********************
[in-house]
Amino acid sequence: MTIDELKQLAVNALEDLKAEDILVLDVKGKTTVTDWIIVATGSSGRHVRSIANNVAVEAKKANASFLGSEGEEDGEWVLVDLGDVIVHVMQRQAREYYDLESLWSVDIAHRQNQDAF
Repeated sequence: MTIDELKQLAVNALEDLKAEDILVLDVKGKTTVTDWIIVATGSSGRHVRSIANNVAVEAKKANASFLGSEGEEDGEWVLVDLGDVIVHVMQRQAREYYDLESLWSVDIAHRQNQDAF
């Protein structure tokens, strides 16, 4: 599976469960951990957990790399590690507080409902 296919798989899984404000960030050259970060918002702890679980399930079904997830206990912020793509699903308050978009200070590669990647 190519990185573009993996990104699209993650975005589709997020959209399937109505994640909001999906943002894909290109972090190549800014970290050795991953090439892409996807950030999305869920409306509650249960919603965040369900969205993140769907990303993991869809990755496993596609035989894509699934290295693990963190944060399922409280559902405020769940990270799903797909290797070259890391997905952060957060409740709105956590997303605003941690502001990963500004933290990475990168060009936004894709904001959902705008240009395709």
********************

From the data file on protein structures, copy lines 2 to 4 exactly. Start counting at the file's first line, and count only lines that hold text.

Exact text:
Amino acid sequence: MTIDELKQLAVNALEDLKAEDILVLDVKGKTTVTDWIIVATGSSGRHVRSIANNVAVEAKKANASFLGSEGEEDGEWVLVDLGDVIVHVMQRQAREYYDLESLWSVDIAHRQNQDAF
Repeated sequence: MTIDELKQLAVNALEDLKAEDILVLDVKGKTTVTDWIIVATGSSGRHVRSIANNVAVEAKKANASFLGSEGEEDGEWVLVDLGDVIVHVMQRQAREYYDLESLWSVDIAHRQNQDAF
């Protein structure tokens, strides 16, 4: 599976469960951990957990790399590690507080409902 296919798989899984404000960030050259970060918002702890679980399930079904997830206990912020793509699903308050978009200070590669990647 190519990185573009993996990104699209993650975005589709997020959209399937109505994640909001999906943002894909290109972090190549800014970290050795991953090439892409996807950030999305869920409306509650249960919603965040369900969205993140769907990303993991869809990755496993596609035989894509699934290295693990963190944060399922409280559902405020769940990270799903797909290797070259890391997905952060957060409740709105956590997303605003941690502001990963500004933290990475990168060009936004894709904001959902705008240009395709």